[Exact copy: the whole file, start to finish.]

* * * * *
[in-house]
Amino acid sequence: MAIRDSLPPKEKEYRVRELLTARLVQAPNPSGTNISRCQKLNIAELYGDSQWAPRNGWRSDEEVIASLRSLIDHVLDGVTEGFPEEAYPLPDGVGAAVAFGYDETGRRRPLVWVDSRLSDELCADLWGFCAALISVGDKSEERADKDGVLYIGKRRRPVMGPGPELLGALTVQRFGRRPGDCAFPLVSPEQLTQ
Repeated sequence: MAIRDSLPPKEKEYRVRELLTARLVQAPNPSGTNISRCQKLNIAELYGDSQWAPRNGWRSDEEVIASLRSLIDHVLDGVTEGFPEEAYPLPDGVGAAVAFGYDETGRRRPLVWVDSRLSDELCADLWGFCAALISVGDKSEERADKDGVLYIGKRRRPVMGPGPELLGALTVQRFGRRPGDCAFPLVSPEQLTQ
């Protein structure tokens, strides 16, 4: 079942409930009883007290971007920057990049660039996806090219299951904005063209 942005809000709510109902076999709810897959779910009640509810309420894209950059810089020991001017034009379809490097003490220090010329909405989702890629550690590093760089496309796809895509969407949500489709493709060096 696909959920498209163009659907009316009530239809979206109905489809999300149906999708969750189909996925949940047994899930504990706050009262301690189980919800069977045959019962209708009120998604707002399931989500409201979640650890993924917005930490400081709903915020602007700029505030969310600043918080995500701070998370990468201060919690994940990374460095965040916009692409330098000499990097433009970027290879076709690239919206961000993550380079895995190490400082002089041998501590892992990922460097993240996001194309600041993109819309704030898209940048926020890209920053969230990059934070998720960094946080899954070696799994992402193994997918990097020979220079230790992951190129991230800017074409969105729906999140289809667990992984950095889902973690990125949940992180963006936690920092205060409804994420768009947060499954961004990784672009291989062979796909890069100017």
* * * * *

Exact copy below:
[in-house]
Amino acid sequence: MAIRDSLPPKEKEYRVRELLTARLVQAPNPSGTNISRCQKLNIAELYGDSQWAPRNGWRSDEEVIASLRSLIDHVLDGVTEGFPEEAYPLPDGVGAAVAFGYDETGRRRPLVWVDSRLSDELCADLWGFCAALISVGDKSEERADKDGVLYIGKRRRPVMGPGPELLGALTVQRFGRRPGDCAFPLVSPEQLTQ
Repeated sequence: MAIRDSLPPKEKEYRVRELLTARLVQAPNPSGTNISRCQKLNIAELYGDSQWAPRNGWRSDEEVIASLRSLIDHVLDGVTEGFPEEAYPLPDGVGAAVAFGYDETGRRRPLVWVDSRLSDELCADLWGFCAALISVGDKSEERADKDGVLYIGKRRRPVMGPGPELLGALTVQRFGRRPGDCAFPLVSPEQLTQ
């Protein structure tokens, strides 16, 4: 079942409930009883007290971007920057990049660039996806090219299951904005063209 942005809000709510109902076999709810897959779910009640509810309420894209950059810089020991001017034009379809490097003490220090010329909405989702890629550690590093760089496309796809895509969407949500489709493709060096 696909959920498209163009659907009316009530239809979206109905489809999300149906999708969750189909996925949940047994899930504990706050009262301690189980919800069977045959019962209708009120998604707002399931989500409201979640650890993924917005930490400081709903915020602007700029505030969310600043918080995500701070998370990468201060919690994940990374460095965040916009692409330098000499990097433009970027290879076709690239919206961000993550380079895995190490400082002089041998501590892992990922460097993240996001194309600041993109819309704030898209940048926020890209920053969230990059934070998720960094946080899954070696799994992402193994997918990097020979220079230790992951190129991230800017074409969105729906999140289809667990992984950095889902973690990125949940992180963006936690920092205060409804994420768009947060499954961004990784672009291989062979796909890069100017």